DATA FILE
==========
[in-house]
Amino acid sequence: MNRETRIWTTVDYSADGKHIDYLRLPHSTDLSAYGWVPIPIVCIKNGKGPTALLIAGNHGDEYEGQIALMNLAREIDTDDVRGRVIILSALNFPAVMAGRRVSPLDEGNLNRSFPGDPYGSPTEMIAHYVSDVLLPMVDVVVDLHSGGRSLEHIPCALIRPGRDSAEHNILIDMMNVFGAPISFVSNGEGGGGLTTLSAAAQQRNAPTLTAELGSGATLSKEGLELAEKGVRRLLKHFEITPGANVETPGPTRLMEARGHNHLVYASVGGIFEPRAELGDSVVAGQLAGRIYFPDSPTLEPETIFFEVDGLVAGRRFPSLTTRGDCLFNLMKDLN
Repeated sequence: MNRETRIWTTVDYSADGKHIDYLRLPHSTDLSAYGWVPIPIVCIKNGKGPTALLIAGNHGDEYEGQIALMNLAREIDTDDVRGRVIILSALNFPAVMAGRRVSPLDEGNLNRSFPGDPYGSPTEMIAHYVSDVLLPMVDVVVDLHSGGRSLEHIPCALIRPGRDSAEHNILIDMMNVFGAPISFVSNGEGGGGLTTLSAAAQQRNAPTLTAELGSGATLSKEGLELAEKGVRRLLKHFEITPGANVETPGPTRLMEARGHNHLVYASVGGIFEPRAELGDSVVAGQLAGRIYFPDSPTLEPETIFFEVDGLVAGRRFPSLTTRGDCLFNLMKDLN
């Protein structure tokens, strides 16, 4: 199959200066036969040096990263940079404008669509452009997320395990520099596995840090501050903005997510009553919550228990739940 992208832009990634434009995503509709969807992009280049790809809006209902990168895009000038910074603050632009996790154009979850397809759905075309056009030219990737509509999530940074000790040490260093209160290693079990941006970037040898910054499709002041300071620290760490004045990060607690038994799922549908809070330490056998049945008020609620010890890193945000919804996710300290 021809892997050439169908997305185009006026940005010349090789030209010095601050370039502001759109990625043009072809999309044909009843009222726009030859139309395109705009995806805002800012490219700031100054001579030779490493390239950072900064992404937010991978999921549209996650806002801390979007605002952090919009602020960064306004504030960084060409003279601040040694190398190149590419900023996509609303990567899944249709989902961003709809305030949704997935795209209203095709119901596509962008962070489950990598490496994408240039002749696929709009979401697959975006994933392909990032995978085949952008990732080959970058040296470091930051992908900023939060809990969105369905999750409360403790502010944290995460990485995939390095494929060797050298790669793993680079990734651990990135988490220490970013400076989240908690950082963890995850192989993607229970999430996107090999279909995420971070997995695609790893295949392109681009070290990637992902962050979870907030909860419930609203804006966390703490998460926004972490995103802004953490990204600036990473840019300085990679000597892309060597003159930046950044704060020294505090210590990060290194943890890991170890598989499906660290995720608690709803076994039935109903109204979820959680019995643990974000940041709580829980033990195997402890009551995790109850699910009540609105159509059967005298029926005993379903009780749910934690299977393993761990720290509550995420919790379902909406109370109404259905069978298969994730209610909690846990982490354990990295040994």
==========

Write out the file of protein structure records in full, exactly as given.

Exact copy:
[in-house]
Amino acid sequence: MNRETRIWTTVDYSADGKHIDYLRLPHSTDLSAYGWVPIPIVCIKNGKGPTALLIAGNHGDEYEGQIALMNLAREIDTDDVRGRVIILSALNFPAVMAGRRVSPLDEGNLNRSFPGDPYGSPTEMIAHYVSDVLLPMVDVVVDLHSGGRSLEHIPCALIRPGRDSAEHNILIDMMNVFGAPISFVSNGEGGGGLTTLSAAAQQRNAPTLTAELGSGATLSKEGLELAEKGVRRLLKHFEITPGANVETPGPTRLMEARGHNHLVYASVGGIFEPRAELGDSVVAGQLAGRIYFPDSPTLEPETIFFEVDGLVAGRRFPSLTTRGDCLFNLMKDLN
Repeated sequence: MNRETRIWTTVDYSADGKHIDYLRLPHSTDLSAYGWVPIPIVCIKNGKGPTALLIAGNHGDEYEGQIALMNLAREIDTDDVRGRVIILSALNFPAVMAGRRVSPLDEGNLNRSFPGDPYGSPTEMIAHYVSDVLLPMVDVVVDLHSGGRSLEHIPCALIRPGRDSAEHNILIDMMNVFGAPISFVSNGEGGGGLTTLSAAAQQRNAPTLTAELGSGATLSKEGLELAEKGVRRLLKHFEITPGANVETPGPTRLMEARGHNHLVYASVGGIFEPRAELGDSVVAGQLAGRIYFPDSPTLEPETIFFEVDGLVAGRRFPSLTTRGDCLFNLMKDLN
């Protein structure tokens, strides 16, 4: 199959200066036969040096990263940079404008669509452009997320395990520099596995840090501050903005997510009553919550228990739940 992208832009990634434009995503509709969807992009280049790809809006209902990168895009000038910074603050632009996790154009979850397809759905075309056009030219990737509509999530940074000790040490260093209160290693079990941006970037040898910054499709002041300071620290760490004045990060607690038994799922549908809070330490056998049945008020609620010890890193945000919804996710300290 021809892997050439169908997305185009006026940005010349090789030209010095601050370039502001759109990625043009072809999309044909009843009222726009030859139309395109705009995806805002800012490219700031100054001579030779490493390239950072900064992404937010991978999921549209996650806002801390979007605002952090919009602020960064306004504030960084060409003279601040040694190398190149590419900023996509609303990567899944249709989902961003709809305030949704997935795209209203095709119901596509962008962070489950990598490496994408240039002749696929709009979401697959975006994933392909990032995978085949952008990732080959970058040296470091930051992908900023939060809990969105369905999750409360403790502010944290995460990485995939390095494929060797050298790669793993680079990734651990990135988490220490970013400076989240908690950082963890995850192989993607229970999430996107090999279909995420971070997995695609790893295949392109681009070290990637992902962050979870907030909860419930609203804006966390703490998460926004972490995103802004953490990204600036990473840019300085990679000597892309060597003159930046950044704060020294505090210590990060290194943890890991170890598989499906660290995720608690709803076994039935109903109204979820959680019995643990974000940041709580829980033990195997402890009551995790109850699910009540609105159509059967005298029926005993379903009780749910934690299977393993761990720290509550995420919790379902909406109370109404259905069978298969994730209610909690846990982490354990990295040994």